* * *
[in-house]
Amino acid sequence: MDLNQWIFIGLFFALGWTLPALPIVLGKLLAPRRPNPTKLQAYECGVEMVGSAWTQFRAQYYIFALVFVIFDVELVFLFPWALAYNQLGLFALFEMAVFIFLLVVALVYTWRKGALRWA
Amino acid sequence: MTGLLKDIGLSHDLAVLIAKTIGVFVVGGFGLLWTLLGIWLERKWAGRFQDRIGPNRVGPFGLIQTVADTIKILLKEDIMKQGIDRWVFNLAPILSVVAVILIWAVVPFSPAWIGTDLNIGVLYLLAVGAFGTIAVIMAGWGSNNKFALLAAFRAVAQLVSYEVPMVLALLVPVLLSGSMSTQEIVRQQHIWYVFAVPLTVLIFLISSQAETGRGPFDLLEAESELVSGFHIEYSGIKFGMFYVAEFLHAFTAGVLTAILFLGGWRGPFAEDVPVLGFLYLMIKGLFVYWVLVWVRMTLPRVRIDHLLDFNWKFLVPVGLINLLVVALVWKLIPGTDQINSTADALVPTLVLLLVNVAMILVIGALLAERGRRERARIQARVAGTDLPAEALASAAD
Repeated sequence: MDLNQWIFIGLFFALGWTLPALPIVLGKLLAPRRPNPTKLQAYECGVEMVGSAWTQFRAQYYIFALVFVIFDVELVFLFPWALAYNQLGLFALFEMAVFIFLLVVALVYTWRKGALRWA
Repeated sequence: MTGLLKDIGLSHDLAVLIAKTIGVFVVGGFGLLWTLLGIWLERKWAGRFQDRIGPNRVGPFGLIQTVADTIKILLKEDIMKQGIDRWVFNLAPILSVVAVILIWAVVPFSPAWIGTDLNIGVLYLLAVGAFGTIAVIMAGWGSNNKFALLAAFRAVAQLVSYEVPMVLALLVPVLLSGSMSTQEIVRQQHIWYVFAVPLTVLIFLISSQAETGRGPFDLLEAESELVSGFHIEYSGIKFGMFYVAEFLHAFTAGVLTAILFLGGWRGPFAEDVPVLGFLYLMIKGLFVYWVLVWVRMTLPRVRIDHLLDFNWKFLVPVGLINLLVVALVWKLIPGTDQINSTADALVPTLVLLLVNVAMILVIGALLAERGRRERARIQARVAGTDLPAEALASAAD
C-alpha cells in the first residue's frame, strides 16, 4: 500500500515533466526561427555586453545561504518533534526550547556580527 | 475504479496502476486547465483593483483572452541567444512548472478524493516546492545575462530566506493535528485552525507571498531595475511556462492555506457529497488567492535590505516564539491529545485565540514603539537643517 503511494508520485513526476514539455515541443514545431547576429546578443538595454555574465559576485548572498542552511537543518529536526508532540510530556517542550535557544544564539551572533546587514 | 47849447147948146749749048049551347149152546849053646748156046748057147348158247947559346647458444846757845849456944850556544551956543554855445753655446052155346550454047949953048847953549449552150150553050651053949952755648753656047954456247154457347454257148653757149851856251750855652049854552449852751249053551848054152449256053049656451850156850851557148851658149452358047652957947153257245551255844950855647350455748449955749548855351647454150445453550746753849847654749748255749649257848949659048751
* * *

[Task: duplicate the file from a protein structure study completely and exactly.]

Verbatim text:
[in-house]
Amino acid sequence: MDLNQWIFIGLFFALGWTLPALPIVLGKLLAPRRPNPTKLQAYECGVEMVGSAWTQFRAQYYIFALVFVIFDVELVFLFPWALAYNQLGLFALFEMAVFIFLLVVALVYTWRKGALRWA
Amino acid sequence: MTGLLKDIGLSHDLAVLIAKTIGVFVVGGFGLLWTLLGIWLERKWAGRFQDRIGPNRVGPFGLIQTVADTIKILLKEDIMKQGIDRWVFNLAPILSVVAVILIWAVVPFSPAWIGTDLNIGVLYLLAVGAFGTIAVIMAGWGSNNKFALLAAFRAVAQLVSYEVPMVLALLVPVLLSGSMSTQEIVRQQHIWYVFAVPLTVLIFLISSQAETGRGPFDLLEAESELVSGFHIEYSGIKFGMFYVAEFLHAFTAGVLTAILFLGGWRGPFAEDVPVLGFLYLMIKGLFVYWVLVWVRMTLPRVRIDHLLDFNWKFLVPVGLINLLVVALVWKLIPGTDQINSTADALVPTLVLLLVNVAMILVIGALLAERGRRERARIQARVAGTDLPAEALASAAD
Repeated sequence: MDLNQWIFIGLFFALGWTLPALPIVLGKLLAPRRPNPTKLQAYECGVEMVGSAWTQFRAQYYIFALVFVIFDVELVFLFPWALAYNQLGLFALFEMAVFIFLLVVALVYTWRKGALRWA
Repeated sequence: MTGLLKDIGLSHDLAVLIAKTIGVFVVGGFGLLWTLLGIWLERKWAGRFQDRIGPNRVGPFGLIQTVADTIKILLKEDIMKQGIDRWVFNLAPILSVVAVILIWAVVPFSPAWIGTDLNIGVLYLLAVGAFGTIAVIMAGWGSNNKFALLAAFRAVAQLVSYEVPMVLALLVPVLLSGSMSTQEIVRQQHIWYVFAVPLTVLIFLISSQAETGRGPFDLLEAESELVSGFHIEYSGIKFGMFYVAEFLHAFTAGVLTAILFLGGWRGPFAEDVPVLGFLYLMIKGLFVYWVLVWVRMTLPRVRIDHLLDFNWKFLVPVGLINLLVVALVWKLIPGTDQINSTADALVPTLVLLLVNVAMILVIGALLAERGRRERARIQARVAGTDLPAEALASAAD
C-alpha cells in the first residue's frame, strides 16, 4: 500500500515533466526561427555586453545561504518533534526550547556580527 | 475504479496502476486547465483593483483572452541567444512548472478524493516546492545575462530566506493535528485552525507571498531595475511556462492555506457529497488567492535590505516564539491529545485565540514603539537643517 503511494508520485513526476514539455515541443514545431547576429546578443538595454555574465559576485548572498542552511537543518529536526508532540510530556517542550535557544544564539551572533546587514 | 47849447147948146749749048049551347149152546849053646748156046748057147348158247947559346647458444846757845849456944850556544551956543554855445753655446052155346550454047949953048847953549449552150150553050651053949952755648753656047954456247154457347454257148653757149851856251750855652049854552449852751249053551848054152449256053049656451850156850851557148851658149452358047652957947153257245551255844950855647350455748449955749548855351647454150445453550746753849847654749748255749649257848949659048751